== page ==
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    ABSTRACT: In the present work, we experimentally implement, numerically compute with and theoretically analyze a configuration in the form of a single column woodpile periodic structure. Our main finding is that a Hertzian, locally-resonant, woodpile lattice offers a test bed for the formation of genuinely traveling waves composed of a strongly-localized solitary wave on top of a small amplitude oscillatory tail. This type of wave, called a nanopteron, is not only motivated theoretically and numerically, but are also visualized experimentally by means of a laser Doppler vibrometer. This system can also be useful for manipulating stress waves at will, for example, to achieve strong attenuation and modulation of high-amplitude impacts without relying on damping in the system.
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    ABSTRACT: In this paper, we study the $\phi^4$ kink scattering from a spatially localized $\mathcal{PT}$-symmetric defect and the effect of the kink's internal mode (IM) is discussed. It is demonstrated that if a kink hits the defect from the gain side, a noticeable IM is excited, while for the kink coming from the opposite direction the mode excitation is much weaker. This asymmetry is a principal finding of the present work. Similar to the case of the sine-Gordon kink studied earlier, it is found that the $\phi^4$ kink approaching the defect from the gain side always passes through the defect, while in the opposite case it must have sufficiently large initial velocity, otherwise it is trapped by the loss region. It is found that for the kink with IM the critical velocity is smaller, meaning that the kink bearing IM can pass more easily through the loss region. This feature, namely the "increased transparency" of the defect as regards the motion of the kink in the presence of IM is the second key finding of the present work. A two degree of freedom collective variable model offered recently by one of the co-authors is shown to be capable of reproducing both principal findings of the present work. A simpler, analytically tractable single degree of freedom collective variable method is used to calculate analytically the kink phase shift and the kink critical velocity sufficient to pass through the defect. Comparison with the numerical results suggests that the collective variable method is able to predict these parameters with a high accuracy.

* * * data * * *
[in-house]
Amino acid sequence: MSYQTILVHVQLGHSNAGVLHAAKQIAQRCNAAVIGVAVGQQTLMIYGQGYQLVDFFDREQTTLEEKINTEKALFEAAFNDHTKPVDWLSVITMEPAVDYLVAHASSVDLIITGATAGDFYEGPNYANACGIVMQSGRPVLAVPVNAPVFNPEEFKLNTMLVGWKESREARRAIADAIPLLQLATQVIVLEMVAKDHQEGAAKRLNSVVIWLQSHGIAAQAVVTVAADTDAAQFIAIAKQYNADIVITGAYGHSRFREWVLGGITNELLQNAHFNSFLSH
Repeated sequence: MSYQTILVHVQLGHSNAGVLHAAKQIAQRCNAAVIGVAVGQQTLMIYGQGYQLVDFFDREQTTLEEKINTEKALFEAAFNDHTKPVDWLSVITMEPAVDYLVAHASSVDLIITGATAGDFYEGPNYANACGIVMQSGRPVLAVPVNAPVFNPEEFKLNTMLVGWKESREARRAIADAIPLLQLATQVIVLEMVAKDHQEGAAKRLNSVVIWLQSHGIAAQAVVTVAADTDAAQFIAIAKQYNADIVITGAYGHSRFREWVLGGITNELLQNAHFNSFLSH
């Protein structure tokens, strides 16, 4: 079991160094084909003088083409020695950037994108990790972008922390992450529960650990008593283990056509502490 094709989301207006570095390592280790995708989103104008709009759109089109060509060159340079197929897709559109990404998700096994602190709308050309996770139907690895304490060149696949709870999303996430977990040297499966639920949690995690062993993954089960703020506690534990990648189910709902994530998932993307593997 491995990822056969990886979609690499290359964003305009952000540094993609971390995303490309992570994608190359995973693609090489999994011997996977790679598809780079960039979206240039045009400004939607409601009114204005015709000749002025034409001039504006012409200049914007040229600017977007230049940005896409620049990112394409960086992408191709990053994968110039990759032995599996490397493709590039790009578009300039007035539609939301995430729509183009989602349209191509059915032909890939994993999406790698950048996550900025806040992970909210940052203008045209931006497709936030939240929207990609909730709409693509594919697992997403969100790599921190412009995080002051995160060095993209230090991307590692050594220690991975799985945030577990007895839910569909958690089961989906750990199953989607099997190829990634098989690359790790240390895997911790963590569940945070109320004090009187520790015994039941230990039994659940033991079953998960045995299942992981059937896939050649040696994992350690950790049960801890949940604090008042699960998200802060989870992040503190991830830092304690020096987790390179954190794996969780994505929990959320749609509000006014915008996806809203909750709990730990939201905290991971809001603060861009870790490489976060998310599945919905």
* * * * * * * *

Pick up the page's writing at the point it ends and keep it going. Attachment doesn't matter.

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    ABSTRACT: We study spreading processes of initially localized excitations in one-dimensional disordered granular crystals. We thereby investigate localization phenomena in strongly nonlinear systems, which we demonstrate to be fundamentally different from localization in linear and weakly nonlinear systems. We conduct a thorough comparison of wave dynamics in chains with three different types of disorder: an uncorrelated (Anderson-like) disorder and two types of correlated disorders (which are produced by random dimer arrangements). For all three types of disorder, the long-time asymptotic behavior of the second moment $\tilde{m}_2$ and the inverse participation ratio $P^{-1}$ satisfy the following scaling relations: $\tilde{m}_2\sim t^{\gamma}$ and $P^{-1}\sim t^{-\eta}$. For the Anderson-like uncorrelated disorder, we find a transition from subdiffusive ($\gamma<1$) to superdiffusive ($\gamma>1$) dynamics that depends on the amount of precompression in the chain. By contrast, for the correlated disorders, we find that the dynamics is superdiffusive for all precompression levels that we consider. Additionally, for strong precompression, the inverse participation ratio decreases slowly (with $\eta<0.1$) for all three types of disorder, and the dynamics leads to a partial localization around the leading edge of the wave. This localization phenomenon does not occur in the sonic-vacuum regime, which yields the surprising result that the energy is no longer contained in strongly nonlinear waves but instead is spread across many sites. In this regime, the exponents are very similar (roughly $\gamma\approx 1.7$ and $\eta\approx 1$) for all three types of disorder.